Friday, June 16, 2006

The End of an Era

Well, really the era ended several years ago, but this punctuates it. The City of Detroit is planning to tear down Tiger Stadium.

I spent many great hours there during my teen years and into my twenties. The economics of Tiger Stadium might have been poor, but I was able to show up just before game time and buy tickets that are better than what exist in most stadiums today. (I liked section 419.) You were so close to the game in a great natural, historical environment.

When I was a little kid, just beginning to listen to baseball on the radio, I was introduced to icons that would last right up until the time I was moving away from Windsor to Toronto. Ernie Harwell was on the air. Sparky Anderson was the new manager and Lou Whitaker and Alan Trammell were just coming up from the minors. 15 years or so later, I realized how lucky I had been as a fan to have that core group there throughout my childhood.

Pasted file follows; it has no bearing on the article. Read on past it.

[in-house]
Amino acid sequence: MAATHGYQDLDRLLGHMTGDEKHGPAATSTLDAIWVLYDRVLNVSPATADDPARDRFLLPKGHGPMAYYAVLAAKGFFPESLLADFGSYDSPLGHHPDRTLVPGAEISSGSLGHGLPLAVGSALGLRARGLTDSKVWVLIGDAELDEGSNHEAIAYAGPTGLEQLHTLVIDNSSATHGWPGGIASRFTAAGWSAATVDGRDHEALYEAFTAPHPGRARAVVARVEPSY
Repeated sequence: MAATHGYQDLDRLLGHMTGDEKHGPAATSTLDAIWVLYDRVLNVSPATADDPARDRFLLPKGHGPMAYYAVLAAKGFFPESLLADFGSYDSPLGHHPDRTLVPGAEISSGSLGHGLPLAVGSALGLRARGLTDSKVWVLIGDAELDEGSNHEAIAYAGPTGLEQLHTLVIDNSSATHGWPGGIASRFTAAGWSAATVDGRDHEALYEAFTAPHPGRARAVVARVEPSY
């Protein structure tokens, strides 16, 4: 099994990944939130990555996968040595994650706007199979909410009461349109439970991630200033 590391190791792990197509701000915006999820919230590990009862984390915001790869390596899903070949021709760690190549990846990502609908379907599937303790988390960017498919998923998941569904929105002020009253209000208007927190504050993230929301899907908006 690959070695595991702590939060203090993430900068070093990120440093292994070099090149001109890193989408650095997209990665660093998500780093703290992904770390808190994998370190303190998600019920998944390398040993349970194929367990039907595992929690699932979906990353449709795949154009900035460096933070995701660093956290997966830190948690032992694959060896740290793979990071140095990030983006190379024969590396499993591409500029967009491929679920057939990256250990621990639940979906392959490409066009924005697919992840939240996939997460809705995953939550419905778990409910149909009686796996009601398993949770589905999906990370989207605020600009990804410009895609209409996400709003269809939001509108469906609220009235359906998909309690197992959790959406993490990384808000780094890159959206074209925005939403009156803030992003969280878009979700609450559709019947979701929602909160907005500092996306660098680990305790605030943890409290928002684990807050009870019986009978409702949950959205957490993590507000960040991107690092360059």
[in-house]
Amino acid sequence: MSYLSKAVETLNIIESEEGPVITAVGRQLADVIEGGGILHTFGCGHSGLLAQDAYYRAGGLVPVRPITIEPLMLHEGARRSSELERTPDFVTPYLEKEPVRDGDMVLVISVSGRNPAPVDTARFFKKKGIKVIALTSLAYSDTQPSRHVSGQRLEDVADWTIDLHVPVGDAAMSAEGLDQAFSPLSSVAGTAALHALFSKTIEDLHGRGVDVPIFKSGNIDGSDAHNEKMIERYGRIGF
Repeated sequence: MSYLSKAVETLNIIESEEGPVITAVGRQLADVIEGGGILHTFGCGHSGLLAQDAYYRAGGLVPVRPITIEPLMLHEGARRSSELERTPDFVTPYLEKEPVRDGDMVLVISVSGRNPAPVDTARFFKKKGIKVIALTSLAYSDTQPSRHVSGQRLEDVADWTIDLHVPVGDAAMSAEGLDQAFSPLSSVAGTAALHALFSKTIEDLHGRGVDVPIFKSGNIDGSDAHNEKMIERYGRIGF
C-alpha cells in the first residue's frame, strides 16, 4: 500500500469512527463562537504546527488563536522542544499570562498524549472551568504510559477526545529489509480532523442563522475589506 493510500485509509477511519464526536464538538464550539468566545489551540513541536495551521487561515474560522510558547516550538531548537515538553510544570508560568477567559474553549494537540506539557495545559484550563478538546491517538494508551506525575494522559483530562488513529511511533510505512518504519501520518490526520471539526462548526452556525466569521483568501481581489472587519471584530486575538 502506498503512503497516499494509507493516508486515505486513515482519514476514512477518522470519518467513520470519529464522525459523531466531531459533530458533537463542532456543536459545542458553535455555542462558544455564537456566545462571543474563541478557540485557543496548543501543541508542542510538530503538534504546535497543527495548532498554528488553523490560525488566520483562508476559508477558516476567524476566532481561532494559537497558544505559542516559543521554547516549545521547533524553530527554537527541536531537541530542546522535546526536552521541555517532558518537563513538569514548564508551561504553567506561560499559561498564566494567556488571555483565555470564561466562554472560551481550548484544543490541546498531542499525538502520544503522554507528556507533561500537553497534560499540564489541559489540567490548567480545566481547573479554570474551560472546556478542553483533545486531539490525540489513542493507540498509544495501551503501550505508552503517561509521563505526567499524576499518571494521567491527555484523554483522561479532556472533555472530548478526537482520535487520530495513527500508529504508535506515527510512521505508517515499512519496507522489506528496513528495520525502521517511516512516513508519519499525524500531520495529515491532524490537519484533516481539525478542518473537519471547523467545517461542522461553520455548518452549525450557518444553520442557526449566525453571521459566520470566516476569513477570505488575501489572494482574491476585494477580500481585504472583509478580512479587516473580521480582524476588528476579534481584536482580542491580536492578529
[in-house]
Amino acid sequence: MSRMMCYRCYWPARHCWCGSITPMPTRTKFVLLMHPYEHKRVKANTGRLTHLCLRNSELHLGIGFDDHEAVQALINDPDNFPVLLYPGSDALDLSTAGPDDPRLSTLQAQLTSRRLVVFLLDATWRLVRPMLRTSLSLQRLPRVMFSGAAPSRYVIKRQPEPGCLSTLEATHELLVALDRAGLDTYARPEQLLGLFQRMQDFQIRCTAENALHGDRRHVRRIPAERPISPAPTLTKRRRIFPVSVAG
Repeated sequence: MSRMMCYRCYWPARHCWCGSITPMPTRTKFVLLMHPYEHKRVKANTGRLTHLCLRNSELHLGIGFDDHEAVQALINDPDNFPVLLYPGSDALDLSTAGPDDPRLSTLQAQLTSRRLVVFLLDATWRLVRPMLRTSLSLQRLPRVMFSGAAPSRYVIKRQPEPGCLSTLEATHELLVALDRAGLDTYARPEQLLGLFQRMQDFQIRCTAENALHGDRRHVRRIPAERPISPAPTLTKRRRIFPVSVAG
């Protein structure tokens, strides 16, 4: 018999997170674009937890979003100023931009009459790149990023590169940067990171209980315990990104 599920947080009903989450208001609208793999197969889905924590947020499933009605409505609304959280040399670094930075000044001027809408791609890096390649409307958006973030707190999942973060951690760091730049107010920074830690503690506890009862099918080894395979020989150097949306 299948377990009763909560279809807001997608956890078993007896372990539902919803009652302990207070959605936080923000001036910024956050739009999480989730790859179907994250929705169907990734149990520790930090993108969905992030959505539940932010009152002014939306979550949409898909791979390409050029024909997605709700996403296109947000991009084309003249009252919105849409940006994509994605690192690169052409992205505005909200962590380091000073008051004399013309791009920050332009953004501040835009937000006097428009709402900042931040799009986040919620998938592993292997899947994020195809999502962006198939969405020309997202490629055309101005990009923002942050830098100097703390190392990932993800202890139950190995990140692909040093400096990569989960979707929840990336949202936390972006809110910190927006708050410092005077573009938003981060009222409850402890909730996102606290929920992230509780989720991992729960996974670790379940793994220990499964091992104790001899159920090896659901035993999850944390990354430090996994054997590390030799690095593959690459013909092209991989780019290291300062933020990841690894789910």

Given that the team has moved on, and that I have moved on, I can see that it might not be such a bad idea to keep the baseball field as the square at the centre of a new development. At least people will still be able to get at it.

Anyway, Google Maps satellite can go to ridiculous zoom levels in Detroit. Check it out.

3 Comments:

At 6:25 PM, Blogger RWS said...

Also, a 14-year-old could take the bus from Windsor with a friend (but no parents) through the border and to a game. The Canadian bus would drop them off at the Stadium and pick them up when the game was over. Even though, Detroit had the reputation as the Murder Capital of the US, Tiger Stadium was always family friendly.

 
At 9:18 PM, Blogger Shawn said...

The sound of Ernie Harwell in the backseat of a car on hot summer nights as it drove on county roads to, say, Amherstberg.

They should podcast the entire 1984 series.

 
At 2:10 PM, Blogger Jamie said...

Yeah, hearing Ernie (and Paul Carey) in the car was the sound of my childhood.

Most memorable tunnel bus trip to Tiger Stadium: one night which combined Hare Krishnas chanting at the stop by the stadium and several drunks on the ride home reenacting the Lite Beer "less filling, tastes great" commercials.

I wonder how much the troughs in the bathroom would go for if they're still around to be auctioned? A friend in university dreamed about buying them.

 

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